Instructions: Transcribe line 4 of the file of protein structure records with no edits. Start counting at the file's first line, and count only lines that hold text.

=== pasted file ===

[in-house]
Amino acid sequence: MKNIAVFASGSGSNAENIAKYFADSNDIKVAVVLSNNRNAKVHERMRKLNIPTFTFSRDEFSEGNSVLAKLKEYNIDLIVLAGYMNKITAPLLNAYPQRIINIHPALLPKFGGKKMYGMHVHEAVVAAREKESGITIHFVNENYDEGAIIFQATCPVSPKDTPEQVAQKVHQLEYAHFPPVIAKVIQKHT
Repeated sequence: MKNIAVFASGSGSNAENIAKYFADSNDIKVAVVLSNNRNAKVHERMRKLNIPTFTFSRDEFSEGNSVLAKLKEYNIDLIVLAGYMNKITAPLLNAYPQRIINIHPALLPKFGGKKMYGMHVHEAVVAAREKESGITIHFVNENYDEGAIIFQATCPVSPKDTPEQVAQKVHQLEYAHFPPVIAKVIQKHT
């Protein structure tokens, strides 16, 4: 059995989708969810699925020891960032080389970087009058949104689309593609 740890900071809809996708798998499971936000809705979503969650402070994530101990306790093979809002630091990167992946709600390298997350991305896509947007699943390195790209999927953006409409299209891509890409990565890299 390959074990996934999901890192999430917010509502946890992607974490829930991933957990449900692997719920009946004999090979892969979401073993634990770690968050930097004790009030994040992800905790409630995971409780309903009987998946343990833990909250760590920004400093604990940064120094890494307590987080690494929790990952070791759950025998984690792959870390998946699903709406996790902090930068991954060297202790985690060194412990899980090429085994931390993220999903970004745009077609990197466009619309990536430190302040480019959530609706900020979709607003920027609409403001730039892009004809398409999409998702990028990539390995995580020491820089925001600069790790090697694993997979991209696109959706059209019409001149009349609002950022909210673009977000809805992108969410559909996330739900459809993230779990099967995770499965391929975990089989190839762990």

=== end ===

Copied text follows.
């Protein structure tokens, strides 16, 4: 059995989708969810699925020891960032080389970087009058949104689309593609 740890900071809809996708798998499971936000809705979503969650402070994530101990306790093979809002630091990167992946709600390298997350991305896509947007699943390195790209999927953006409409299209891509890409990565890299 390959074990996934999901890192999430917010509502946890992607974490829930991933957990449900692997719920009946004999090979892969979401073993634990770690968050930097004790009030994040992800905790409630995971409780309903009987998946343990833990909250760590920004400093604990940064120094890494307590987080690494929790990952070791759950025998984690792959870390998946699903709406996790902090930068991954060297202790985690060194412990899980090429085994931390993220999903970004745009077609990197466009619309990536430190302040480019959530609706900020979709607003920027609409403001730039892009004809398409999409998702990028990539390995995580020491820089925001600069790790090697694993997979991209696109959706059209019409001149009349609002950022909210673009977000809805992108969410559909996330739900459809993230779990099967995770499965391929975990089989190839762990």